Love, Art & Rock ‘n Roll: The 3 Dancers, Transfigured Night
London, Sadler’s Wells
3 November 2015
What is involved in holding hands with someone? The many possibilities and ambiguities are examined in the two London premieres of Rambert’s triple bill: Didy Veldman’s The 3 Dancers and Kim Brandstrup’s Transfigured Night.
Veldman’s commission is based on Picasso’s 1925 painting, The Three Dancers, owned by the Tate Gallery but not currently on display. It’s a tantalising picture with a complicated back story, to which Veldman alludes: you need to read the programme note and see the reproduction in order to pick up the references. Without that information, the elaborately structured choreography looks intriguing but unfathomable.
Picasso started the painting as a depiction of three Ballets Russes dancers rehearsing. Then the death of a painter friend brought back memories of a fatal triangular love affair, resulting in the suicide of one of the lovers. The male central figure, with outflung arms as if crucified, is flanked by a man and a woman, holding hands behind the sufferer’s back. The dancing figures, each with one leg raised, are treated very differently in style, so the painting is partly Cubist, partly Expressionist.
Veldman’s choreography begins simply and grows in complication to suggest the fragmented planes of Cubist art. Three trios, one costumed in white, the other in black, form tableaux in separate squares of light, hands linked. The music, by Australian composer Elena Kats-Chermin, throbs quietly, then builds in orchestration as the trios swap domains and intermingle, sometimes merging, sometimes confronting their alter-egos.
A mirrored shaft descends to dissect the space, then another and another. (Designs are by Veldman’s frequent collaborator Kimie Nakano) Black-clad Liam Francis manipulates white-clad David Davidson as though he were the vulnerable central figure in the painting, a puppet pierrot. The two women from the trios, Brenda Lee Grech and Simone Damberg Würtz, pass through, uncaring.
They duet together to lighter-hearted music; two men, Dane Hurst and Miguel Altunaga, wrestle fiercely; Altunaga and Grech stretch out for each other longingly. In each combination, where and how hands are held have different implications. By the end, the white and black trios have re-assembled to ominous music. The white three lie down, the black three remain upright, shadows of death.
Though the stark setting with its shafts of light is lovely to look at, the relentless action of the six dancers becomes oppressive. Their congested convolutions, curved rather than angular, bear no relation to the jagged outlines in Picasso’s brutal painting. The turbulent relations within the trios are implied rather than revealed in almost impersonal contemporary dance.
In Brandstrup’s Transfigured Night, an outstretched hand is fraught with meaning. Set to Schoenberg’s programmatic Verklårte Nacht, the piece follows the poem that inspired the music. A woman confesses to her lover that she carries the child of another man she never loved, and begs his forgiveness. When Antony Tudor created his 1942 Pillar of Fire to the same scenario, he provided a social context for the woman’s sexual hunger and shame. Brandstrup focuses instead on the man’s dilemma. Unlike the heroic lover in the poem, it’s by no means certain he can come to terms with her admission.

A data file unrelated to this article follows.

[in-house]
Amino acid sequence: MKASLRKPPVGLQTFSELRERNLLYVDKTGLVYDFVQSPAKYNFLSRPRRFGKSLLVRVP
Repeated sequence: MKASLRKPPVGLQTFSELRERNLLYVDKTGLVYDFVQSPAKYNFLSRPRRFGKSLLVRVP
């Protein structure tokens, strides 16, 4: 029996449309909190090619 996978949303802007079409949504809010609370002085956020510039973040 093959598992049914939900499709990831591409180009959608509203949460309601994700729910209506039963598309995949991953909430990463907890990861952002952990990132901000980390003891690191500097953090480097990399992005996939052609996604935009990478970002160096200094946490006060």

In the first scene, the scarlet woman (Simone Damberg Würtz) repeatedly reaches for her lover (Miguel Altunaga) imploringly. Hers is the urgency in the music, his its angry recalcitrance. Brandstrup has based his imagery on paintings by Egon Schiele of awkward, conflicted couples, eyes glazed with apprehension.
As the music sweetens, the woman is replaced by her alternative self (Hannah Rudd), dressed in innocent white. She dances ecstatically with her eager lover (Dane Hurst), who bounds acrobatically around her. She is flown high with no burden of regret to bring her down. The blissful pair are surrounded by a corps of 16 black-clad dancers who represent the lovers’ internal landscape, as well as the moonlit woods in which the couple wander in the poem. Brandstrup uses the chorus as brushstrokes to echo and amplify their emotions – he is skilled, now, at choreographing massed movement in contrast to piercing duets.
When Würtz returns, it’s clear that reconciliation is not going to be easy. She and Altunaga circle each other around the pole in the centre, the obstacle that comes between them. Their clasps in agonised lifts are like wrestling holds. He makes to leave, but extends his hand behind his back – a childish, heart-wrenching gesture. The music swells in an apotheosis of hope as the woman cradles him in anticipation of the child she will bear.
Bittersweet, Brandstrup’s gorgeous piece, one of the finest he has created, proves how effectively he can be romantic without descending into sentimentality. His dancers don’t need to emote: the choreography, which fits Schoenberg’s music as though the score was written for it, reveals everything he wants to convey. Overwhelmed, I left before Christopher Bruce’s Rolling Stones’ Rooster concluded the triple bill. My only regret is that since sensational Dane Hurst will be leaving Rambert after ten years, his every performance needs to be treasured.